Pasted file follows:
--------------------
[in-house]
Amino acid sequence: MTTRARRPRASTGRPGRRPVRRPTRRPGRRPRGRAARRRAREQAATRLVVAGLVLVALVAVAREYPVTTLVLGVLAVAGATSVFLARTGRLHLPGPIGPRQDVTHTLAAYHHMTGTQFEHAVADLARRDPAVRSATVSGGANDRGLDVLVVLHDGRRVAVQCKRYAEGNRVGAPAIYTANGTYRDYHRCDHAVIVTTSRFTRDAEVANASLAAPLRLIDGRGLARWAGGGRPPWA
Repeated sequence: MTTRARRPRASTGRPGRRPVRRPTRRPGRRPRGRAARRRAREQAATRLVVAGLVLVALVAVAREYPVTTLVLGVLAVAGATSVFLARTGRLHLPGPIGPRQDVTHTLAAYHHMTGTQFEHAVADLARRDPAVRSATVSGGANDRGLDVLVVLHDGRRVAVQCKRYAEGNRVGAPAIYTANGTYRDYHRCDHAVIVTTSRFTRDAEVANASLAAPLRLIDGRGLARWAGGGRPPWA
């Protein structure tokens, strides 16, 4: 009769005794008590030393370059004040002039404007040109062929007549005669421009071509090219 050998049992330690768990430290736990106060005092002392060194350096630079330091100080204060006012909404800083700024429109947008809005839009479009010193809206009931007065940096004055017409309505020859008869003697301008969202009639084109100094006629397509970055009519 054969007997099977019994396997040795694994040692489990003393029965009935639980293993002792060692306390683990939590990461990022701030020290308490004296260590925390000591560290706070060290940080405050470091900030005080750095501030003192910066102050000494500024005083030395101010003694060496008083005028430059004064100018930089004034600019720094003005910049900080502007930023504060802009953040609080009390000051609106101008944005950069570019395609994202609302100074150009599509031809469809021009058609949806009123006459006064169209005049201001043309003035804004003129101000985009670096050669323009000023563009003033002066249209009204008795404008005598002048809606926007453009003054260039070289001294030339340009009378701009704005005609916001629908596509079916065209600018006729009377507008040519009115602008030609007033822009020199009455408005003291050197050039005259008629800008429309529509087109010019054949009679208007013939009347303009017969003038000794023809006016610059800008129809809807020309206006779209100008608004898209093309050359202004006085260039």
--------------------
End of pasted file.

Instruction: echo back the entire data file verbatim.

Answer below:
[in-house]
Amino acid sequence: MTTRARRPRASTGRPGRRPVRRPTRRPGRRPRGRAARRRAREQAATRLVVAGLVLVALVAVAREYPVTTLVLGVLAVAGATSVFLARTGRLHLPGPIGPRQDVTHTLAAYHHMTGTQFEHAVADLARRDPAVRSATVSGGANDRGLDVLVVLHDGRRVAVQCKRYAEGNRVGAPAIYTANGTYRDYHRCDHAVIVTTSRFTRDAEVANASLAAPLRLIDGRGLARWAGGGRPPWA
Repeated sequence: MTTRARRPRASTGRPGRRPVRRPTRRPGRRPRGRAARRRAREQAATRLVVAGLVLVALVAVAREYPVTTLVLGVLAVAGATSVFLARTGRLHLPGPIGPRQDVTHTLAAYHHMTGTQFEHAVADLARRDPAVRSATVSGGANDRGLDVLVVLHDGRRVAVQCKRYAEGNRVGAPAIYTANGTYRDYHRCDHAVIVTTSRFTRDAEVANASLAAPLRLIDGRGLARWAGGGRPPWA
């Protein structure tokens, strides 16, 4: 009769005794008590030393370059004040002039404007040109062929007549005669421009071509090219 050998049992330690768990430290736990106060005092002392060194350096630079330091100080204060006012909404800083700024429109947008809005839009479009010193809206009931007065940096004055017409309505020859008869003697301008969202009639084109100094006629397509970055009519 054969007997099977019994396997040795694994040692489990003393029965009935639980293993002792060692306390683990939590990461990022701030020290308490004296260590925390000591560290706070060290940080405050470091900030005080750095501030003192910066102050000494500024005083030395101010003694060496008083005028430059004064100018930089004034600019720094003005910049900080502007930023504060802009953040609080009390000051609106101008944005950069570019395609994202609302100074150009599509031809469809021009058609949806009123006459006064169209005049201001043309003035804004003129101000985009670096050669323009000023563009003033002066249209009204008795404008005598002048809606926007453009003054260039070289001294030339340009009378701009704005005609916001629908596509079916065209600018006729009377507008040519009115602008030609007033822009020199009455408005003291050197050039005259008629800008429309529509087109010019054949009679208007013939009347303009017969003038000794023809006016610059800008129809809807020309206006779209100008608004898209093309050359202004006085260039």